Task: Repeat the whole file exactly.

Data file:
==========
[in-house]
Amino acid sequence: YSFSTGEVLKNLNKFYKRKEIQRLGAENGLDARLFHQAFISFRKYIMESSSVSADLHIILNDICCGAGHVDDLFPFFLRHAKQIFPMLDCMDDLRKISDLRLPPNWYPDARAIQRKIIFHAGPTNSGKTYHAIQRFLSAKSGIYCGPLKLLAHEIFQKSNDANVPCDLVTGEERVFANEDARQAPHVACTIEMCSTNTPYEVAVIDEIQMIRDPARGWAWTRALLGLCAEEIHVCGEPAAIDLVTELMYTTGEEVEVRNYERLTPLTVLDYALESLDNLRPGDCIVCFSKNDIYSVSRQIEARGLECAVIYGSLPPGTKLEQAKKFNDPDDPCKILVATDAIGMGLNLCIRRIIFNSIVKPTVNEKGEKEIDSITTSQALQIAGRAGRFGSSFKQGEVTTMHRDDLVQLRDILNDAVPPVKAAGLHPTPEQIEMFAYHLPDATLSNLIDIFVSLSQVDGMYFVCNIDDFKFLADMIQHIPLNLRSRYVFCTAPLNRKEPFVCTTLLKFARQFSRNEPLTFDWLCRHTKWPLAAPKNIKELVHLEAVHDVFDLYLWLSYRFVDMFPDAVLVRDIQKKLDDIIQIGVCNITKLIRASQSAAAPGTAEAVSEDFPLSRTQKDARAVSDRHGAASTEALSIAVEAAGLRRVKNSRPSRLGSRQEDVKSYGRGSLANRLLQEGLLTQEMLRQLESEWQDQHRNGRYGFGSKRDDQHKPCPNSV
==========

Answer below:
[in-house]
Amino acid sequence: YSFSTGEVLKNLNKFYKRKEIQRLGAENGLDARLFHQAFISFRKYIMESSSVSADLHIILNDICCGAGHVDDLFPFFLRHAKQIFPMLDCMDDLRKISDLRLPPNWYPDARAIQRKIIFHAGPTNSGKTYHAIQRFLSAKSGIYCGPLKLLAHEIFQKSNDANVPCDLVTGEERVFANEDARQAPHVACTIEMCSTNTPYEVAVIDEIQMIRDPARGWAWTRALLGLCAEEIHVCGEPAAIDLVTELMYTTGEEVEVRNYERLTPLTVLDYALESLDNLRPGDCIVCFSKNDIYSVSRQIEARGLECAVIYGSLPPGTKLEQAKKFNDPDDPCKILVATDAIGMGLNLCIRRIIFNSIVKPTVNEKGEKEIDSITTSQALQIAGRAGRFGSSFKQGEVTTMHRDDLVQLRDILNDAVPPVKAAGLHPTPEQIEMFAYHLPDATLSNLIDIFVSLSQVDGMYFVCNIDDFKFLADMIQHIPLNLRSRYVFCTAPLNRKEPFVCTTLLKFARQFSRNEPLTFDWLCRHTKWPLAAPKNIKELVHLEAVHDVFDLYLWLSYRFVDMFPDAVLVRDIQKKLDDIIQIGVCNITKLIRASQSAAAPGTAEAVSEDFPLSRTQKDARAVSDRHGAASTEALSIAVEAAGLRRVKNSRPSRLGSRQEDVKSYGRGSLANRLLQEGLLTQEMLRQLESEWQDQHRNGRYGFGSKRDDQHKPCPNSV